One is that Democrats effectively cheated by engaging in “lawfare” that tanked Trump’s support. The other is that Never Trump conservatives are “human scum” who didn’t turn out for their party like they should have. The truth—that Trump is an erratic miscreant whom sensible voters refuse to trust with power—will be unutterable for anyone looking to climb the party’s ranks.

In 2020 Trump’s failure was blamed on Democratic fraud. In 2022 it was blamed on supposedly fickle pro-life voters. In 2024 a new excuse will be contrived to spare him from recriminations. And anyone hoping to hold a position of influence in this party someday will be expected to embrace it.

At best, we might get a week or two after the election of Nikki Haley types cautiously dipping a toe into criticism of Trump just to see how the base reacts. Hope springs eternal that Republican voters will come to their senses someday and conclude that they’ll need new leadership to win elections. But if they weren’t willing to do that after January 6, there’s no reason to think they’ll do it after another Trump loss to Biden.

Ultimately, there’ll be no meaningful recriminations for Trump within his party for the simple reason that there’s no reason to think he won’t remain its leader after his defeat, as happens in normal political outfits like Rishi Sunak’s. This is more a monarchy than a political party. And in a monarchy, no one seeks recriminations against the king unless they’re prepared to risk everything.

A losing Trump would begin the next cycle as the favorite for the GOP nomination in 2028. (There’s a reason he keeps insisting that Biden, at 81, isn’t too old to run for president again.) Even if he opted not to run, it’s inconceivable that he’d quietly retire and not try to anoint a successor in the next primary. DeSantis wants to be that anointed successor, as do many others. And they all know that blaming Trump for another defeat will foreclose the possibility.

Besides, even in defeat, there will surely be electoral gains Trump and his disciples can point to as proof that the party continues to benefit from his leadership. He’s all but certain to win more electoral votes this year than he did in 2020, is quite likely to receive more popular votes, and is on the cusp of historic gains with black voters. Why should we punish Trump by choosing a new king, his fans will ask, just because Democrats managed to use a weak conviction in Manhattan to scare enough independents away from him?

To be sure, in the days after the election the pages of the New York Times and Politico will fill up with quotes from disgruntled Republican operatives complaining that the party shouldn’t have nominated Trump again, that it should have repudiated the insurrection and its foot soldiers, that it shouldn’t have indulged in all the “retribution” rhetoric, and so on. But those quotes will all be given anonymously, rest assured. In a party that’s been conditioned to treat loyalty to Donald Trump as its ideological sine qua non, no one will want to jeopardize their careers by gambling that in 2024, at long, long last, the GOP base might finally be done with him.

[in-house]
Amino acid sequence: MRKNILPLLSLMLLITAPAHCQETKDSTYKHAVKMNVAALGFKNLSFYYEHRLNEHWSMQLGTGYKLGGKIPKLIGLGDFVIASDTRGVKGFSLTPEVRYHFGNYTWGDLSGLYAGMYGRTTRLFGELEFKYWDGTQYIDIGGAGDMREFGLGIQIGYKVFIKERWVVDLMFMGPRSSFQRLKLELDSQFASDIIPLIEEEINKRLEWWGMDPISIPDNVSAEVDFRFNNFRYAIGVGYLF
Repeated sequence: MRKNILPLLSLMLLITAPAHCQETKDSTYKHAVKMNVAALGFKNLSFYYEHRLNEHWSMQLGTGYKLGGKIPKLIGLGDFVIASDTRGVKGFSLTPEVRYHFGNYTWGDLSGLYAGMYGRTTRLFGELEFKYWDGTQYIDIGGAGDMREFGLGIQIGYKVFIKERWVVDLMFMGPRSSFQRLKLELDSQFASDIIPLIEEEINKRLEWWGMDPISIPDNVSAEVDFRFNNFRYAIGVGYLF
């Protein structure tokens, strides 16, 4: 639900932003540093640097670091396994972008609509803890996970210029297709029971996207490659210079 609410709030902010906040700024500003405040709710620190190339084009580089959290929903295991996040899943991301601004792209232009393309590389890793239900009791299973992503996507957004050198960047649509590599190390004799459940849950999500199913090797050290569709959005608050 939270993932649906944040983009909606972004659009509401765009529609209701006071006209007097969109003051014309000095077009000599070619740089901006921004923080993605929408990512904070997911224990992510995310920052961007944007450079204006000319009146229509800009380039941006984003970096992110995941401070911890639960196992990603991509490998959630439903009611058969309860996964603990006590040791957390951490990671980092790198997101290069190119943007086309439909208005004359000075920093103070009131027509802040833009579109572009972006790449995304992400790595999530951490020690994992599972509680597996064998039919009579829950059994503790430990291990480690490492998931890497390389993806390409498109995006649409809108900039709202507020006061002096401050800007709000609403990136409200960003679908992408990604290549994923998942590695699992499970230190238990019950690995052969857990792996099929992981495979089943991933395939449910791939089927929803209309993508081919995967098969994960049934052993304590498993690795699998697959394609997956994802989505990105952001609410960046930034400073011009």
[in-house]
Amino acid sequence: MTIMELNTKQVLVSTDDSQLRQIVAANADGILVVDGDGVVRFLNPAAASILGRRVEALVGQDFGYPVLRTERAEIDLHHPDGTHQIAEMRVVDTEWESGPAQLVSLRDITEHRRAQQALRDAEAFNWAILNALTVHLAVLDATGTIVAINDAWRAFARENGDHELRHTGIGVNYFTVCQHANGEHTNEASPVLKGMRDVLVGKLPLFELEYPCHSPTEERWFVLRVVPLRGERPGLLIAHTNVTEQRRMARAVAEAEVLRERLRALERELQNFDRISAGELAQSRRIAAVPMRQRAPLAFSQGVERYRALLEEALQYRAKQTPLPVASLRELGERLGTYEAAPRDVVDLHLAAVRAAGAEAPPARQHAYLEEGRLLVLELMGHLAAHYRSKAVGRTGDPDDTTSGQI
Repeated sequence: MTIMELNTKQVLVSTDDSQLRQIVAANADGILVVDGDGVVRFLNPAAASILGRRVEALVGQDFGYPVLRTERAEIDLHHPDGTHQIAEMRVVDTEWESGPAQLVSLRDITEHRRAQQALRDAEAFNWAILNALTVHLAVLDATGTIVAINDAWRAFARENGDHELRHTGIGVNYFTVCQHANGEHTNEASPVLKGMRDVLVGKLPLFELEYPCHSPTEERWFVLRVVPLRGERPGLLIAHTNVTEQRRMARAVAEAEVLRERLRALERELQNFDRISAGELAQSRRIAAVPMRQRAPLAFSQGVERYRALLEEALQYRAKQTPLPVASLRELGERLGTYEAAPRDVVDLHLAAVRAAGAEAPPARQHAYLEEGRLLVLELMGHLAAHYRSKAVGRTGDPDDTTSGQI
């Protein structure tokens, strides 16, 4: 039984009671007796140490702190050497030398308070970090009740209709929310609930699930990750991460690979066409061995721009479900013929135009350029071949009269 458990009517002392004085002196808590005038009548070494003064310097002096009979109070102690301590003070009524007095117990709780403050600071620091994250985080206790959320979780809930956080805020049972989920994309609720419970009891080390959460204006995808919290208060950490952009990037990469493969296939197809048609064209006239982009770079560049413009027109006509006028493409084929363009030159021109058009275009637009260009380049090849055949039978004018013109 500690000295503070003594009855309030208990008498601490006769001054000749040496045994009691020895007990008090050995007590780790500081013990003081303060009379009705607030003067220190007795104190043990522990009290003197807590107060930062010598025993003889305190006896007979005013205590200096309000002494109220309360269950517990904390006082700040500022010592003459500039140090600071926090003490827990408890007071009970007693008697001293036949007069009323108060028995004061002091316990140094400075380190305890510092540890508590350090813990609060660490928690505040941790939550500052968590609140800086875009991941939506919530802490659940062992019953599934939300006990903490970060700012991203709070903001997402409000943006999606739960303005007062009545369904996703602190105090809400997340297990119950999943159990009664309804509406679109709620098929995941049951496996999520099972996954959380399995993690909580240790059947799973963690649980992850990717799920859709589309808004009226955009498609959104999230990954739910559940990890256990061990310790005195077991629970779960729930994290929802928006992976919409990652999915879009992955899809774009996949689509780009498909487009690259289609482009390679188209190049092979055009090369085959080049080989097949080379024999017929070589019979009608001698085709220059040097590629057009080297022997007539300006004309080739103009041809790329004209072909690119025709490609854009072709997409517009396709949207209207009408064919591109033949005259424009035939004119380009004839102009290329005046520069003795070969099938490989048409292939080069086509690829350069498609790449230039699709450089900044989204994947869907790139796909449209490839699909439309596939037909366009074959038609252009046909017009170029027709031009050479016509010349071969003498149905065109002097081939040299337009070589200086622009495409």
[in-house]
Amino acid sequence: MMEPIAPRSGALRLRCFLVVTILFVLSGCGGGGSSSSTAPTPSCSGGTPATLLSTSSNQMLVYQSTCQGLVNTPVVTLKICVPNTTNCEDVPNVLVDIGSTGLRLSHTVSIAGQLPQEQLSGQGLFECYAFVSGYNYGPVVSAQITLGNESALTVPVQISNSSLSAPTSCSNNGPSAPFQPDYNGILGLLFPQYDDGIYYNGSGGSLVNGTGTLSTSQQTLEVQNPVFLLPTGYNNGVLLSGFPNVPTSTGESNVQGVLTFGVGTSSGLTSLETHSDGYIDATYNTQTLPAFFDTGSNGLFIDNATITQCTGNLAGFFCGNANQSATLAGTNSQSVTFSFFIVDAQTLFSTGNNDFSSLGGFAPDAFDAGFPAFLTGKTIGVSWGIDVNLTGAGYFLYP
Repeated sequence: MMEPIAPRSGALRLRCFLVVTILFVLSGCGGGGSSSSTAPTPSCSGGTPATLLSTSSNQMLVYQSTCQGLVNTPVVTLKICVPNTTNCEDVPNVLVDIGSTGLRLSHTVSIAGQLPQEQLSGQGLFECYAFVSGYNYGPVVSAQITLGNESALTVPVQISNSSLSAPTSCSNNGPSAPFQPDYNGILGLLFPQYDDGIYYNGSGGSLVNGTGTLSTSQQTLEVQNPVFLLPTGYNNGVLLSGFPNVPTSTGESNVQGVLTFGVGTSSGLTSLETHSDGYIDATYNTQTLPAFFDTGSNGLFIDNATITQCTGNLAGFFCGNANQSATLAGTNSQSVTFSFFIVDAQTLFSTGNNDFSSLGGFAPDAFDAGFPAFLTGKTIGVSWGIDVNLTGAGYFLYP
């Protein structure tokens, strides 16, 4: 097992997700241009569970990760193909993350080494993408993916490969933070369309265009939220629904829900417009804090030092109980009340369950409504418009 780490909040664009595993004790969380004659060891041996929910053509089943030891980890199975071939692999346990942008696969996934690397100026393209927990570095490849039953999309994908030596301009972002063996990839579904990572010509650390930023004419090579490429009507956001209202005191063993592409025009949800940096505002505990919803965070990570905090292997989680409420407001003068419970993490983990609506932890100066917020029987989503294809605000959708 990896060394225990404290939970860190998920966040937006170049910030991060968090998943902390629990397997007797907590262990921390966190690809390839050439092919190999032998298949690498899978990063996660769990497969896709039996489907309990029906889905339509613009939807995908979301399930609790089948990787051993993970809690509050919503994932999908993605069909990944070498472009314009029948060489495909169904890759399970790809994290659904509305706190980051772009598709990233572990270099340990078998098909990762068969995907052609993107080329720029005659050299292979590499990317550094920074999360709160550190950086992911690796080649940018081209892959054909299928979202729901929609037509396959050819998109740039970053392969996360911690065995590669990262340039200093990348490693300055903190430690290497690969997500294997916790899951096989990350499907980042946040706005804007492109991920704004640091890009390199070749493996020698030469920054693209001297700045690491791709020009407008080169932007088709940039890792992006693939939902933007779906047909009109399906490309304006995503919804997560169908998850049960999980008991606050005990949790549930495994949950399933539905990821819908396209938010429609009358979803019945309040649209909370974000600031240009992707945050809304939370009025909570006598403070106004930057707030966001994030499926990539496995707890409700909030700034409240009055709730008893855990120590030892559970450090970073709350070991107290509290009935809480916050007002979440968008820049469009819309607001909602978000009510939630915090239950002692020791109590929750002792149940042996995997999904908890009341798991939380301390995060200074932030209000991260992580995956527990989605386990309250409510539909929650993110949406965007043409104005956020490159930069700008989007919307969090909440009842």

To believe that Trump will face recriminations for losing, let alone “breathtaking” ones, you need to believe that a party that’s grown far more radical over time is prepared to do something in 2024 that it wasn’t willing to do after each of the last three elections.

In 2016, the Republican speaker of the House refused to defend Trump when the Access Hollywood tape emerged. In 2024, the Republican speaker of the House calls on the Supreme Court to “step in” and do … something (it’s not clear what) after Trump is convicted of dozens of felonies by a jury of his peers in New York.

In 2016, the Trumpiest guy in the Senate insisted on doing things by the book when a conflict of interest arose after he became attorney general. In 2024, the Trumpiest guy in the Senate is sore that his party didn’t engineer a constitutional crisis in 2020 to keep Trump in power.

Earlier this month Ron Brownstein imagined how the next January 6 might play out now that the Republican Party stands for little more than Trump’s empowerment. “In the entirely plausible scenario that Republicans win both chambers [of Congress] in November, while Trump loses to Biden,” he wrote, “the GOP could still reject the election results by a simple majority vote in both the House and Senate.”

I wouldn’t bet my life that that will happen but I sure wouldn’t bet that it won’t, either. In fact, I think there’s a greater chance of a Republican Congress categorically refusing to certify a second Biden victory than there is of Trump suffering meaningful recriminations from those same Republicans or from his base.

Populism simply doesn’t do introspection. It’s forever in search of enemy tribes on which to blame its failures; the closest it comes to self-reflection is concluding that it wasn’t nasty enough in pursuing its agenda. The reason Trump’s 2020 campaign ended with “rigged election” propaganda instead of recriminations is because that’s all a movement like his can muster to explain its defeats, particularly when it’s led by a creature like him. It won’t be any different in 2024. Or in 2028, perhaps.

Nick Catoggio is a staff writer at The Dispatch and is based in Texas. Prior to joining the company in 2022, he spent 16 years gradually alienating a populist readership at Hot Air. When Nick isn’t busy writing a daily newsletter on politics, he’s … probably planning the next day’s newsletter.